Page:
The sequence of planning this trip went like this: Decide to go to Thailand; Buy plane tickets to Thailand; Find and buy tour packages that fit within this schedule. This worked out remarkably well. The only real glitch was an eight-hour gap between the last flight out of Koh Samui to Bangkok and our 6:30 AM flight home later. There was no way around it. Luckily, the fancy new Bangkok mega-airport features a dayroom hotel, so we thought we’d catch a few winks there between flights.
Calls to make reservations in the weeks beforehand were met with no answer, which made us a little wary. This ended up being a blessing, for upon arriving at the Bangkok airoprt, we discovered there was no way to get to the dayrooms. We tried. We stared at the airport map. We asked some pleasant but rather unhelpful security guards. We left baggage claim in search of it, realized the hotel was back on the other side, then snuck back in, but still couldn’t find it. We finally realized we were not welcome there. The dayrooms were in the international wing and were for international travelers, which, until we checked into our international flight (not possible until 3:30 AM), we were not. On to Plan B: the Novotel Aiport Hotel.
One long trek across the parking garage later, we walked into the very luxurious lobby of the Novotel. The clerk was helpful; they clearly got this kind kind of crazy request all the time. $75 for four hours, she said, resisting the urge to cock her head and wink. We passed. On to Plan C: All-nighter! Woo!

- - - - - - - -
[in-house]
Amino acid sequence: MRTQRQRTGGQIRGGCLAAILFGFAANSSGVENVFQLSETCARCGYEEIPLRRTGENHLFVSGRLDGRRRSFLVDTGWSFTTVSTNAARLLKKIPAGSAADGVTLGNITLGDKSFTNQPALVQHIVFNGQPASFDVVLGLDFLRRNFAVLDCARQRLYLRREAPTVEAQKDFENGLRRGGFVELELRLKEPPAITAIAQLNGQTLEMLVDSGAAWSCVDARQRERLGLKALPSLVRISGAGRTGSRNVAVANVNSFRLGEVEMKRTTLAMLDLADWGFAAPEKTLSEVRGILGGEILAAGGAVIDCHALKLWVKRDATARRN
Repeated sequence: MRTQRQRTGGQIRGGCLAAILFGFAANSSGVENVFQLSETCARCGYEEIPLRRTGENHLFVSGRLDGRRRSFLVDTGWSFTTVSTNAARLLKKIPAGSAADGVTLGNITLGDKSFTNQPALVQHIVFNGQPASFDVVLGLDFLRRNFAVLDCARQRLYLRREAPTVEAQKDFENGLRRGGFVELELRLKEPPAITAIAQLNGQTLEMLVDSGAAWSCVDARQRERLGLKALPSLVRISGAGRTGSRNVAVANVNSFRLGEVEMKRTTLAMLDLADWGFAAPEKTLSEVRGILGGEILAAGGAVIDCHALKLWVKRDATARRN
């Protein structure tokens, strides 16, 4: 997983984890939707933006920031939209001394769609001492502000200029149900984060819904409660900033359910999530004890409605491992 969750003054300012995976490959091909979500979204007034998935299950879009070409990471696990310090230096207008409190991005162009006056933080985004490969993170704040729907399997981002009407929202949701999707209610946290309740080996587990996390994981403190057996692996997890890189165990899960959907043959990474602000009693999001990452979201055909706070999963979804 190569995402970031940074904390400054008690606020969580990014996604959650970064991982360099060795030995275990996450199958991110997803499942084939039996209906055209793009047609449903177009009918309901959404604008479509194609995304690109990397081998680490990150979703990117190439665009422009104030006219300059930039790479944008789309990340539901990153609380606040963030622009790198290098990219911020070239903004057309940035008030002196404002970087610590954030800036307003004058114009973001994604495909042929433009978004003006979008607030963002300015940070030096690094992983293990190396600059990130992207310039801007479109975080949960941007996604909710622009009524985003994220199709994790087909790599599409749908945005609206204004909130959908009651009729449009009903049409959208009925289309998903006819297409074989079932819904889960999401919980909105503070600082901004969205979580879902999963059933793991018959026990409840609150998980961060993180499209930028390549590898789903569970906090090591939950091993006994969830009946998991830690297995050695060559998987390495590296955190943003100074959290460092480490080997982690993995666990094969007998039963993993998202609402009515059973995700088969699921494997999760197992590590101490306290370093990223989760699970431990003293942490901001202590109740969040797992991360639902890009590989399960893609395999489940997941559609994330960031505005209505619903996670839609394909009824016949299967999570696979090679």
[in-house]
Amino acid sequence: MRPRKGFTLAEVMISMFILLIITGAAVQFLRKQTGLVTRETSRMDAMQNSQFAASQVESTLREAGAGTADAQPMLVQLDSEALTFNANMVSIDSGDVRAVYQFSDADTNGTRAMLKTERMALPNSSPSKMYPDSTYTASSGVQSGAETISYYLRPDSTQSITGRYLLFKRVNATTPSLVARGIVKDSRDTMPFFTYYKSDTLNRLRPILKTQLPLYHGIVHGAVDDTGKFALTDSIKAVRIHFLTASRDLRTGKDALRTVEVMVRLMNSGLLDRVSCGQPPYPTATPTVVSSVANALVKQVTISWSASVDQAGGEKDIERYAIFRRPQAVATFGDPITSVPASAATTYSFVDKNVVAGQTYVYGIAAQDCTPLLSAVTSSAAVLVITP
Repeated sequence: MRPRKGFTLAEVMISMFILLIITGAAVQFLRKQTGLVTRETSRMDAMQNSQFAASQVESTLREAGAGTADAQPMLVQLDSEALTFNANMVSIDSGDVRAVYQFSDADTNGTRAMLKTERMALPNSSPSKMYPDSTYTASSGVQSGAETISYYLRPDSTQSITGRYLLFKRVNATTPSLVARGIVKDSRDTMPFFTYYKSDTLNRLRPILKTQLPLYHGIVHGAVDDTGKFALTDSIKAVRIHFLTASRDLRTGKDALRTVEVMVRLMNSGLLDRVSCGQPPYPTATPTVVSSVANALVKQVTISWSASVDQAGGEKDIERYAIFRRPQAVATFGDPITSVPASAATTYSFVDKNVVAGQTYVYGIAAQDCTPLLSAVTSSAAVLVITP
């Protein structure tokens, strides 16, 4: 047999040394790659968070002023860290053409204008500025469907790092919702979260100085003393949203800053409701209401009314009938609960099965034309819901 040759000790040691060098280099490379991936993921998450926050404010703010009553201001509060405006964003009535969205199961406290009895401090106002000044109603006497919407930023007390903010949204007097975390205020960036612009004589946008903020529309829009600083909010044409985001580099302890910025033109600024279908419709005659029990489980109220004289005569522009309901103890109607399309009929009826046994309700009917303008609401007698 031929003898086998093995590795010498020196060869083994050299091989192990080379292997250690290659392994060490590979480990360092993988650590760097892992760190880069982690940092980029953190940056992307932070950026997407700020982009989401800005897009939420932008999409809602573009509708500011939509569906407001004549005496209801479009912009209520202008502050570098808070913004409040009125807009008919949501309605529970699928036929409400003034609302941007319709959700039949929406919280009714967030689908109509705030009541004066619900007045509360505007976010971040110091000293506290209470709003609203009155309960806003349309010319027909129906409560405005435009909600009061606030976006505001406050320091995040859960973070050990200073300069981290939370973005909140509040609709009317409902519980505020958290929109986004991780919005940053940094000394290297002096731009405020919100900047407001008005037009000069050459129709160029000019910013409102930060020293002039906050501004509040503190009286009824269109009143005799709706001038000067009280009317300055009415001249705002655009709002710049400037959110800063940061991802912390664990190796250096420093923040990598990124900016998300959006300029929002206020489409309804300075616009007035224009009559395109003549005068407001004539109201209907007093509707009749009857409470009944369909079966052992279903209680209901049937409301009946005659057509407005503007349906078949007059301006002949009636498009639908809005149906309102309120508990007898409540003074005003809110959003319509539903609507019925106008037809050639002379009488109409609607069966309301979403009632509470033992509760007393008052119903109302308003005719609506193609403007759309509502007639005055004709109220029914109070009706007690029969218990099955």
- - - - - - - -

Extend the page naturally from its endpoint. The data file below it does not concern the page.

Tactically speaking, this made a certain amount of sense. By staying up that last night, we were getting a head start on the jetlag readjustment routine. If we could stay up until 6:00 or so, we’d take our seats on our flight to Tokyo and immediately crash. Then stay awake until Chicago, get home around 6:30 PM, and crash again.
It didn’t exactly work out that way. We made it through the one night without crumbling — surfing the web in the Novotel’s business center, playing Scrabble and German whist at the airport coffee bar, buying some last minute souvenirs in the glitzy duty-free mall at 5:30 AM — but it was the falling asleep that caused trouble. By 6, our bodies were suitably ticked, and wouldn’t let us catch more than a few minutes of sleep on the plane (which got out just in the nick of time, apparently). Then there was the three-hour layover in Japan, and the eight hours after that to SFO, halfway through which I gave up my battle and popped in a Lunesta. The next three hours were bliss.
It’s funny what a day of travel can do to a mind. Plane rides from San Francisco to Chicago used to seem long. Now, four hours would be cake, even if our only provided piece of entertainment was The Guardian and a seven-year-old episode of Friends. I finished my book, Sarah knitted for a spell, if a bit deliriously, and we got an hour or two more of winks before landing. My mom, bless her heart, not only met us at O’Hare, but brought along blankets and flannels for our tropically-dressed bodies.
Even after all that, we were disciplined enough to keep ourselves up for just a bit longer, in order to hit our proper bedtime and keep the CSTRP (CST re-acclimation project) on track. Thankfully, good old Tivo had some Offices saved up. We hit the sack around 10:30, exhausted but happy to be home, and thrilled at the familiarity that the next morning would bring.